During a VMware Install, Configure Manage class I had two students each with seperate vCenters complaining about their virtual machines were receiving the same IP address from the DHCP server. At first I thought there was some weird problem with my DHCP server but that was not the case. We checked the VMware generated MAC addresses for the problem VM’s and guess what… they had the same MAC addresses. That pretty much told us why they were having IP conflicts.
At that time I was not aware how vCenter generates is MAC addresses but after asking google and kb.vmware.com I figured it out.
Every vCenter has a Unique ID. (administration – vCenter server settings – Runtime settings) The value can be between 0 and 63. The value is generated during the installation of vCenter. I checked both vCenters and they had the same unique ID 2.
vCenter then uses the following formula for MAC address generation: 00:50:56: (80+UniqueID) :00:00 This means it is only the last four digits
I got more curious about this and tried logging directly in to an ESXi host and creating two virtual machines. They got the following MAC addresses
During my research I disovered VMware have three OUI for MAC addresses
00:50:56 (Used for vCenter)
00:0C:29 (Used when creating VM directly on an ESXi host)
00:05:69 (Maybe used on ESX?)
When going through the VMware knowledge base there was a document stating that you should use 00:50:56 for static MAC address. Use the range 00:50:56:(00-3F) for your static mac addresses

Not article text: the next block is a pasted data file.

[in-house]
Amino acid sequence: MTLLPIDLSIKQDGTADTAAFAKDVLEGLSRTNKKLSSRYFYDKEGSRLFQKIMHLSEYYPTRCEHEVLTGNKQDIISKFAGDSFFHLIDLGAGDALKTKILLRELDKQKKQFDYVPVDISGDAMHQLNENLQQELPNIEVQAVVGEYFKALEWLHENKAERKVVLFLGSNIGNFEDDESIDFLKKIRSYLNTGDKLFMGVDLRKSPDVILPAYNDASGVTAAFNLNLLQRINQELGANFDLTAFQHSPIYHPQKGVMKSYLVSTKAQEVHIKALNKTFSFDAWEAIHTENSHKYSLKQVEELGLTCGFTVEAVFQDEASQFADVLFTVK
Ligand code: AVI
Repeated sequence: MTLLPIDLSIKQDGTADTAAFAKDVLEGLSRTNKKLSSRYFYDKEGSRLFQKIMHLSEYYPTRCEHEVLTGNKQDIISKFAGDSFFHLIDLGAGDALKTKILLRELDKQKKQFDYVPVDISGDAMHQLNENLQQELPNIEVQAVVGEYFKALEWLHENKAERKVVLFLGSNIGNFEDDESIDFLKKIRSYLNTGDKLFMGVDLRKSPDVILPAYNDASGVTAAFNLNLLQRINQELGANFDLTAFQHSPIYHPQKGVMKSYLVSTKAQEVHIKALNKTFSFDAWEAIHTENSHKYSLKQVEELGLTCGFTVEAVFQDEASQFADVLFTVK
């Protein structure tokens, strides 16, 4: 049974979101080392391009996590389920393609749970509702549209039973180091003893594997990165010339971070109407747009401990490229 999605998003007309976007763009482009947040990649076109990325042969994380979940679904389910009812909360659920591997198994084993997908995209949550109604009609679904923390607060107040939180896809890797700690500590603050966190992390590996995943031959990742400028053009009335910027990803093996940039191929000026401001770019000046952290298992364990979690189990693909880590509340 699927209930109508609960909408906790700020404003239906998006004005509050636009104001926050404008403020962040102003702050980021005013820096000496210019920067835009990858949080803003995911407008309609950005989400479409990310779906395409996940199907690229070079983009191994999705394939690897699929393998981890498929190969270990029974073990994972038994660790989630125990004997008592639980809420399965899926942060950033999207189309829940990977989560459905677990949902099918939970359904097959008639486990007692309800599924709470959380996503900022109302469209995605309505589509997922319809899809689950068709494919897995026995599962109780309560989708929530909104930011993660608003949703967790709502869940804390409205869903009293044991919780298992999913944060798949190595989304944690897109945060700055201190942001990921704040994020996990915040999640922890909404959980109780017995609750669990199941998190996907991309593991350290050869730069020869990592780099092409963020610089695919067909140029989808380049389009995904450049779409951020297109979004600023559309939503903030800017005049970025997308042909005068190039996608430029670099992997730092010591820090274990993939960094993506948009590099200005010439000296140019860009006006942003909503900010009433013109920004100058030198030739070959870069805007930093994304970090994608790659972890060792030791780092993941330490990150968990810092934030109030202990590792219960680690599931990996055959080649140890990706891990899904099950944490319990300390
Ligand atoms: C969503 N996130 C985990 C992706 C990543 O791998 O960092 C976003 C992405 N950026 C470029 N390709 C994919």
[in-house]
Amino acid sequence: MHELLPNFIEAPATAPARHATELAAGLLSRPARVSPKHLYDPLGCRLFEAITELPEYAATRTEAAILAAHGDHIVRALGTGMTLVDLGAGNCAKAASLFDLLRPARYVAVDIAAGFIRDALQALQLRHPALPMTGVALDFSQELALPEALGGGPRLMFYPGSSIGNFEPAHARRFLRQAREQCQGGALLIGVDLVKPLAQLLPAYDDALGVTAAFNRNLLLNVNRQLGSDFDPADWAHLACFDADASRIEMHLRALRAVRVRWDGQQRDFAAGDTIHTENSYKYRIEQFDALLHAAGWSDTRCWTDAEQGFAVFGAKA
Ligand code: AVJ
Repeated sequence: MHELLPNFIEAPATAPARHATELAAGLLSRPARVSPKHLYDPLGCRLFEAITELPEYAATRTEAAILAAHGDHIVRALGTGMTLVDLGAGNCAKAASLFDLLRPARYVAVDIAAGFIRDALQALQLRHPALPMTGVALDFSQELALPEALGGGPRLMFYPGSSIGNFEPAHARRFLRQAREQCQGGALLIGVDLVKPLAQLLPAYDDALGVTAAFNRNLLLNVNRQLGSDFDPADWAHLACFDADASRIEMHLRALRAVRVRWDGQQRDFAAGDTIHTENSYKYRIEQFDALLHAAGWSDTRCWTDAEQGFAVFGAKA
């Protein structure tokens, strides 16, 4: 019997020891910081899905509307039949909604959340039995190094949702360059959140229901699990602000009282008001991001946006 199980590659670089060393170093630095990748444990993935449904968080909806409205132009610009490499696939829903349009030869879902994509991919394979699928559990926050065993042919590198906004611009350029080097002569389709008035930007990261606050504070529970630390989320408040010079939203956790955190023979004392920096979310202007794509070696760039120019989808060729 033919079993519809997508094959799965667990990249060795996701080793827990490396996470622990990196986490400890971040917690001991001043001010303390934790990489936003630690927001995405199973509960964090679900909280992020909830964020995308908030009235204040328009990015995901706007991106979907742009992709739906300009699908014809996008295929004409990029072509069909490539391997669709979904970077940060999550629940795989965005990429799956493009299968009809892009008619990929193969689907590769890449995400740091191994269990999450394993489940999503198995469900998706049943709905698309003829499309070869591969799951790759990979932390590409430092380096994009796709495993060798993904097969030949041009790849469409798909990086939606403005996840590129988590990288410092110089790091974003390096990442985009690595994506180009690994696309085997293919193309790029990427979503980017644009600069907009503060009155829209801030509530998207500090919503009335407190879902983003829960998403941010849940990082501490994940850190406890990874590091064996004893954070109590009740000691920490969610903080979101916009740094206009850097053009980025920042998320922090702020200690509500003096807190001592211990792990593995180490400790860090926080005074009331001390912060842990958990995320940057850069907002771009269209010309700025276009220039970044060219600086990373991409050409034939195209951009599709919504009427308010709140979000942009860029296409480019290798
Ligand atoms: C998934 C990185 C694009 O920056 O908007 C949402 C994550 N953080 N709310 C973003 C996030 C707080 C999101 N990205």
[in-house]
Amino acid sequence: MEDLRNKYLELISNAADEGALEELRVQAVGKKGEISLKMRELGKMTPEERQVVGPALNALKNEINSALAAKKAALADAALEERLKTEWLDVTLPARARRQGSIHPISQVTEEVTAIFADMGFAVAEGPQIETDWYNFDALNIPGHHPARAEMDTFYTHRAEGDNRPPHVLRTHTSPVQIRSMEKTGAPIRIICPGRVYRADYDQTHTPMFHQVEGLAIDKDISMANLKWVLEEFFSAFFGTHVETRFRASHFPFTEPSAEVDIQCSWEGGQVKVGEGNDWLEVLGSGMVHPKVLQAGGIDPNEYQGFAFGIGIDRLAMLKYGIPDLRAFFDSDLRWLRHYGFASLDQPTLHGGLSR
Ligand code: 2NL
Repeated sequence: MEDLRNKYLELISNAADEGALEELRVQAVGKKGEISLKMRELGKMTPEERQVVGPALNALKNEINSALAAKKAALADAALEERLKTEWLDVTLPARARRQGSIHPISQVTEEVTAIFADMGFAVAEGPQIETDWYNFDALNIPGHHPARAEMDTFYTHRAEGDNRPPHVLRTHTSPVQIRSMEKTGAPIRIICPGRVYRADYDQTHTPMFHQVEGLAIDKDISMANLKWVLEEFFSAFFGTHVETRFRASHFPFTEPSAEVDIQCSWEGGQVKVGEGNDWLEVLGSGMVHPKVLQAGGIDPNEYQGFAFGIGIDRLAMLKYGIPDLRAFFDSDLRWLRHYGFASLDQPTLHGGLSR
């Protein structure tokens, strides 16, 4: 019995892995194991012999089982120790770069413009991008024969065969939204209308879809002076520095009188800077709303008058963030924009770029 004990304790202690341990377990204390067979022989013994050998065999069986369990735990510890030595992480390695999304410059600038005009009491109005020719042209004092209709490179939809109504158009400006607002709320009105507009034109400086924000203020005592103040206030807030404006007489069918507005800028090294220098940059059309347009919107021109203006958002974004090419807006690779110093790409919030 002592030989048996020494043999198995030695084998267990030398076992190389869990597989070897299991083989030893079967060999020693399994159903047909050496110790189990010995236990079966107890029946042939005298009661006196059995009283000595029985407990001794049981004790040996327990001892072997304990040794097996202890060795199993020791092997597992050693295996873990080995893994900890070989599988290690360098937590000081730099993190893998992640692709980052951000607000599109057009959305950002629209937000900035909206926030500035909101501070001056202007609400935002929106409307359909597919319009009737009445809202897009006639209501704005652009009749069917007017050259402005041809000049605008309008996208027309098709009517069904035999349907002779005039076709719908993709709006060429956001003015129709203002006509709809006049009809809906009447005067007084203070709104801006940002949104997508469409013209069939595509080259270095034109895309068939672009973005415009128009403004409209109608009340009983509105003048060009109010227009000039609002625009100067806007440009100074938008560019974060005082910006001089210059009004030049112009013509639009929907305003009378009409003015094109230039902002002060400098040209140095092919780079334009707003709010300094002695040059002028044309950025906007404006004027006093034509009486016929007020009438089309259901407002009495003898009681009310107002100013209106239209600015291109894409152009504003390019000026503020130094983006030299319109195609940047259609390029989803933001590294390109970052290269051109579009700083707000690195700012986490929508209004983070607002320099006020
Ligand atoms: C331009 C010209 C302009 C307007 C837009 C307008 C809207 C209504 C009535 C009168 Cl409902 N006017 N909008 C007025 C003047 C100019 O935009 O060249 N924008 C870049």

Scott Vessey says
It is safe to use static MAC addresses through vCenter that start with 00:50:56 – the fourth byte of a static MAC address must be in the 00-3F range.
Try it for yourself in the Edit Settings dialog box for a VM in the vSphere Client 😉
Thanks Scott for the info! 🙂
Gert Ejner Nielsen says
I was a student during your class. Something doesn’t fit:
I have created a VM in my test lab. It was given the MAC Address: 00:00:56:b7:00:00. vCenter have the Unique ID 55. According to you the fourth byte should be 80+55 =135 (DEC) or 87(HEX) but it is b7 (HEX). If 80+55 are read as HEX it doesn’t help. It gives 213 (DEC) or D5(HEX)
Congratulations with your exam. In the next week it is my turn with VCP 🙂
Gert Ejner Nielsen says
It does fit if I read 80 as HEX and 55 as DEC :-). I didn’t take that possibility in consideration.
Good luck with the VCP let me know how it goes 🙂